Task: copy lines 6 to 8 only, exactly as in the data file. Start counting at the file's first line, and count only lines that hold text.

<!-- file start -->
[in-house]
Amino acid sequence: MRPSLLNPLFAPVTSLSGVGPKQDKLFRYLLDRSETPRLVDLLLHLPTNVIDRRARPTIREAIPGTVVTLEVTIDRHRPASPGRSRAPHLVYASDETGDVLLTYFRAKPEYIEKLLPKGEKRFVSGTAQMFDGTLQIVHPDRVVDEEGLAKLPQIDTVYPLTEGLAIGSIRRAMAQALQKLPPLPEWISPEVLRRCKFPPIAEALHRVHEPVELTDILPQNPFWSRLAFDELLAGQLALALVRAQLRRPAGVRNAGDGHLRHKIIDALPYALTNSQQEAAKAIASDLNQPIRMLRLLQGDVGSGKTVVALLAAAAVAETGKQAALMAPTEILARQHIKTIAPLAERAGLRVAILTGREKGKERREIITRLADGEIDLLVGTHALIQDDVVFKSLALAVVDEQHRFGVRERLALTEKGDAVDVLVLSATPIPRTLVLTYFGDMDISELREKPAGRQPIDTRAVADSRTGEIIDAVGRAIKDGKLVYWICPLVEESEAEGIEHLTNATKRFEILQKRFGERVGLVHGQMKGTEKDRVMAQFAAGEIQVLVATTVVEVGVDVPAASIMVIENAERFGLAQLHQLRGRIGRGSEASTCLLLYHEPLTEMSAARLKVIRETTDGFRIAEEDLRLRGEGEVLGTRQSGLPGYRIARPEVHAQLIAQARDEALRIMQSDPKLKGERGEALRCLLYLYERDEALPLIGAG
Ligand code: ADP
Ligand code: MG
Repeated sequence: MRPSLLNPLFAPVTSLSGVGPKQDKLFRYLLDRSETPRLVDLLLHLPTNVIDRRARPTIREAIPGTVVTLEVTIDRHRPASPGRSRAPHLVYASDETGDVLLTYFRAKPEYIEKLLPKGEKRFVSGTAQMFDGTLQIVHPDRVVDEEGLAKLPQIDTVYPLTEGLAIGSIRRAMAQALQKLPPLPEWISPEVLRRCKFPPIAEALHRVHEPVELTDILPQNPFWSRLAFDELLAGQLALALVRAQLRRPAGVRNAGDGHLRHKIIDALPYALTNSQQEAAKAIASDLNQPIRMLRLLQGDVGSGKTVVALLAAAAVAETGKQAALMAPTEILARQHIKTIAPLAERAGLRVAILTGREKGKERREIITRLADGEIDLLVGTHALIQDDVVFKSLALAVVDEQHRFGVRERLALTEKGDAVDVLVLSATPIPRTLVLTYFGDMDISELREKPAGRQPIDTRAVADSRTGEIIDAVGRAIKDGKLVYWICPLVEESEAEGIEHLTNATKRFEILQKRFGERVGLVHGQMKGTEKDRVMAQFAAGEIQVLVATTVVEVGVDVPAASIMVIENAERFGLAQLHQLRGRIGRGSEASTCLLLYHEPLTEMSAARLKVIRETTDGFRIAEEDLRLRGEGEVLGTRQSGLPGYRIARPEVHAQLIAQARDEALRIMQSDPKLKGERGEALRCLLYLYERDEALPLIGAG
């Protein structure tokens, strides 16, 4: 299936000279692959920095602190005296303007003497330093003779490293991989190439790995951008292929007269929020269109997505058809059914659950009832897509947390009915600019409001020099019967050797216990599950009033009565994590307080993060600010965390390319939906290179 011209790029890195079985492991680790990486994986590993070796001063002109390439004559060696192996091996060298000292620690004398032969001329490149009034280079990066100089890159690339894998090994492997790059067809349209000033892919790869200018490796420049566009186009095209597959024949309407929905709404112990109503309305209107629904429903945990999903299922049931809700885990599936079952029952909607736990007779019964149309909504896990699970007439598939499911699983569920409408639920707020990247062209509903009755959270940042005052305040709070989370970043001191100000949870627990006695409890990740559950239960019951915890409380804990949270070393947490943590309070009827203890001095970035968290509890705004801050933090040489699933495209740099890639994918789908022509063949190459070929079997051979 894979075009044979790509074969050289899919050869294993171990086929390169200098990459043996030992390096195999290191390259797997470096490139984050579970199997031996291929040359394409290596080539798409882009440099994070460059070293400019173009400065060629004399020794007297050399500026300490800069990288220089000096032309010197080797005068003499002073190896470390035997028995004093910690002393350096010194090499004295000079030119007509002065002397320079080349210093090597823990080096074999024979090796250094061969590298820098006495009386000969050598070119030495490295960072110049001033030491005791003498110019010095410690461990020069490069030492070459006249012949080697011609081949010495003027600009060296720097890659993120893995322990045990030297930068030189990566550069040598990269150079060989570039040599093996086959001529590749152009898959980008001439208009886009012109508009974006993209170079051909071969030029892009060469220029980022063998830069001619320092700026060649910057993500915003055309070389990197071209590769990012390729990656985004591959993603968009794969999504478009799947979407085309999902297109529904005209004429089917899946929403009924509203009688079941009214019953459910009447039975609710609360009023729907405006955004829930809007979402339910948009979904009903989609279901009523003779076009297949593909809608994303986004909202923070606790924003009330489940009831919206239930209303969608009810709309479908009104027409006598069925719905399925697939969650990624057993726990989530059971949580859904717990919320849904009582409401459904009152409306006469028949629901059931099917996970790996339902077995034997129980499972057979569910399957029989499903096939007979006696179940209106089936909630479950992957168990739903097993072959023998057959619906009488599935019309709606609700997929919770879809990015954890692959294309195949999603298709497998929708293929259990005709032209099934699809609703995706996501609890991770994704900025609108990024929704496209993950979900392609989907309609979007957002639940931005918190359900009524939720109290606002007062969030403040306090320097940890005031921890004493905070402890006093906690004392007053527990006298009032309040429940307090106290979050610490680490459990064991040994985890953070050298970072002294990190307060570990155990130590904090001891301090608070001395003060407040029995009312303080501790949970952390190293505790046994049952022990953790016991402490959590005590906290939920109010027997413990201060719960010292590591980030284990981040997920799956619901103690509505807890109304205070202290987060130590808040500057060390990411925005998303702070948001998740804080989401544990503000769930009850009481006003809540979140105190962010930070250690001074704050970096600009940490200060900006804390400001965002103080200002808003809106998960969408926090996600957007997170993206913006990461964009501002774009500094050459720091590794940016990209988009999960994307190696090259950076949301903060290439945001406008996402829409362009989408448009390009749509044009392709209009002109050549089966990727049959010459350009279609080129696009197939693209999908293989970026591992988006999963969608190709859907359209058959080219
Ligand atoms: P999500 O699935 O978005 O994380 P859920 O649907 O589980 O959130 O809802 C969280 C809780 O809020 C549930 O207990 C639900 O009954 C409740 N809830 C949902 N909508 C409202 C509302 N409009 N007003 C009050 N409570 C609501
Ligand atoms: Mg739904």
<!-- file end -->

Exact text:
């Protein structure tokens, strides 16, 4: 299936000279692959920095602190005296303007003497330093003779490293991989190439790995951008292929007269929020269109997505058809059914659950009832897509947390009915600019409001020099019967050797216990599950009033009565994590307080993060600010965390390319939906290179 011209790029890195079985492991680790990486994986590993070796001063002109390439004559060696192996091996060298000292620690004398032969001329490149009034280079990066100089890159690339894998090994492997790059067809349209000033892919790869200018490796420049566009186009095209597959024949309407929905709404112990109503309305209107629904429903945990999903299922049931809700885990599936079952029952909607736990007779019964149309909504896990699970007439598939499911699983569920409408639920707020990247062209509903009755959270940042005052305040709070989370970043001191100000949870627990006695409890990740559950239960019951915890409380804990949270070393947490943590309070009827203890001095970035968290509890705004801050933090040489699933495209740099890639994918789908022509063949190459070929079997051979 894979075009044979790509074969050289899919050869294993171990086929390169200098990459043996030992390096195999290191390259797997470096490139984050579970199997031996291929040359394409290596080539798409882009440099994070460059070293400019173009400065060629004399020794007297050399500026300490800069990288220089000096032309010197080797005068003499002073190896470390035997028995004093910690002393350096010194090499004295000079030119007509002065002397320079080349210093090597823990080096074999024979090796250094061969590298820098006495009386000969050598070119030495490295960072110049001033030491005791003498110019010095410690461990020069490069030492070459006249012949080697011609081949010495003027600009060296720097890659993120893995322990045990030297930068030189990566550069040598990269150079060989570039040599093996086959001529590749152009898959980008001439208009886009012109508009974006993209170079051909071969030029892009060469220029980022063998830069001619320092700026060649910057993500915003055309070389990197071209590769990012390729990656985004591959993603968009794969999504478009799947979407085309999902297109529904005209004429089917899946929403009924509203009688079941009214019953459910009447039975609710609360009023729907405006955004829930809007979402339910948009979904009903989609279901009523003779076009297949593909809608994303986004909202923070606790924003009330489940009831919206239930209303969608009810709309479908009104027409006598069925719905399925697939969650990624057993726990989530059971949580859904717990919320849904009582409401459904009152409306006469028949629901059931099917996970790996339902077995034997129980499972057979569910399957029989499903096939007979006696179940209106089936909630479950992957168990739903097993072959023998057959619906009488599935019309709606609700997929919770879809990015954890692959294309195949999603298709497998929708293929259990005709032209099934699809609703995706996501609890991770994704900025609108990024929704496209993950979900392609989907309609979007957002639940931005918190359900009524939720109290606002007062969030403040306090320097940890005031921890004493905070402890006093906690004392007053527990006298009032309040429940307090106290979050610490680490459990064991040994985890953070050298970072002294990190307060570990155990130590904090001891301090608070001395003060407040029995009312303080501790949970952390190293505790046994049952022990953790016991402490959590005590906290939920109010027997413990201060719960010292590591980030284990981040997920799956619901103690509505807890109304205070202290987060130590808040500057060390990411925005998303702070948001998740804080989401544990503000769930009850009481006003809540979140105190962010930070250690001074704050970096600009940490200060900006804390400001965002103080200002808003809106998960969408926090996600957007997170993206913006990461964009501002774009500094050459720091590794940016990209988009999960994307190696090259950076949301903060290439945001406008996402829409362009989408448009390009749509044009392709209009002109050549089966990727049959010459350009279609080129696009197939693209999908293989970026591992988006999963969608190709859907359209058959080219
Ligand atoms: P999500 O699935 O978005 O994380 P859920 O649907 O589980 O959130 O809802 C969280 C809780 O809020 C549930 O207990 C639900 O009954 C409740 N809830 C949902 N909508 C409202 C509302 N409009 N007003 C009050 N409570 C609501
Ligand atoms: Mg739904």